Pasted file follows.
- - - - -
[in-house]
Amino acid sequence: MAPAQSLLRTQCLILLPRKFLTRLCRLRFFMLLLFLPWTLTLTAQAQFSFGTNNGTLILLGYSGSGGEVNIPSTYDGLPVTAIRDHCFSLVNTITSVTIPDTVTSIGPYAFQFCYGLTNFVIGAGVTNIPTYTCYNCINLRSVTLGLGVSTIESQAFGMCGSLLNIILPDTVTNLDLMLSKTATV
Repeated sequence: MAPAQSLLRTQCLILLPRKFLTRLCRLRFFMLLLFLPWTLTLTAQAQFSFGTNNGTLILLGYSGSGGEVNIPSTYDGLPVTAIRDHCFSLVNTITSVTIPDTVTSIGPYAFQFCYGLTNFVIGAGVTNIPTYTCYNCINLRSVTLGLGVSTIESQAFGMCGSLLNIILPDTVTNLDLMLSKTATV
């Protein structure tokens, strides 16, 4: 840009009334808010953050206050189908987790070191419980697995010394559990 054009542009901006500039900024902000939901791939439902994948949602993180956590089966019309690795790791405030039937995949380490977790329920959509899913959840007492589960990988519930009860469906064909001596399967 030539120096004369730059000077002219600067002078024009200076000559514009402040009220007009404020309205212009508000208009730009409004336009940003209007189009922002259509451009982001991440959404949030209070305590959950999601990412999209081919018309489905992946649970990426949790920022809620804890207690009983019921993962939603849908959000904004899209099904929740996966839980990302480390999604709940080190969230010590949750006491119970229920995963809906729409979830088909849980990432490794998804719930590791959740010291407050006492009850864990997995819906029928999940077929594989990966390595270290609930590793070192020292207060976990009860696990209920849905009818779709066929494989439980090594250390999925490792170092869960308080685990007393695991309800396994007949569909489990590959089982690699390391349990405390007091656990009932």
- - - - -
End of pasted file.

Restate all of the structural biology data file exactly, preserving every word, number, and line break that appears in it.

[in-house]
Amino acid sequence: MAPAQSLLRTQCLILLPRKFLTRLCRLRFFMLLLFLPWTLTLTAQAQFSFGTNNGTLILLGYSGSGGEVNIPSTYDGLPVTAIRDHCFSLVNTITSVTIPDTVTSIGPYAFQFCYGLTNFVIGAGVTNIPTYTCYNCINLRSVTLGLGVSTIESQAFGMCGSLLNIILPDTVTNLDLMLSKTATV
Repeated sequence: MAPAQSLLRTQCLILLPRKFLTRLCRLRFFMLLLFLPWTLTLTAQAQFSFGTNNGTLILLGYSGSGGEVNIPSTYDGLPVTAIRDHCFSLVNTITSVTIPDTVTSIGPYAFQFCYGLTNFVIGAGVTNIPTYTCYNCINLRSVTLGLGVSTIESQAFGMCGSLLNIILPDTVTNLDLMLSKTATV
């Protein structure tokens, strides 16, 4: 840009009334808010953050206050189908987790070191419980697995010394559990 054009542009901006500039900024902000939901791939439902994948949602993180956590089966019309690795790791405030039937995949380490977790329920959509899913959840007492589960990988519930009860469906064909001596399967 030539120096004369730059000077002219600067002078024009200076000559514009402040009220007009404020309205212009508000208009730009409004336009940003209007189009922002259509451009982001991440959404949030209070305590959950999601990412999209081919018309489905992946649970990426949790920022809620804890207690009983019921993962939603849908959000904004899209099904929740996966839980990302480390999604709940080190969230010590949750006491119970229920995963809906729409979830088909849980990432490794998804719930590791959740010291407050006492009850864990997995819906029928999940077929594989990966390595270290609930590793070192020292207060976990009860696990209920849905009818779709066929494989439980090594250390999925490792170092869960308080685990007393695991309800396994007949569909489990590959089982690699390391349990405390007091656990009932």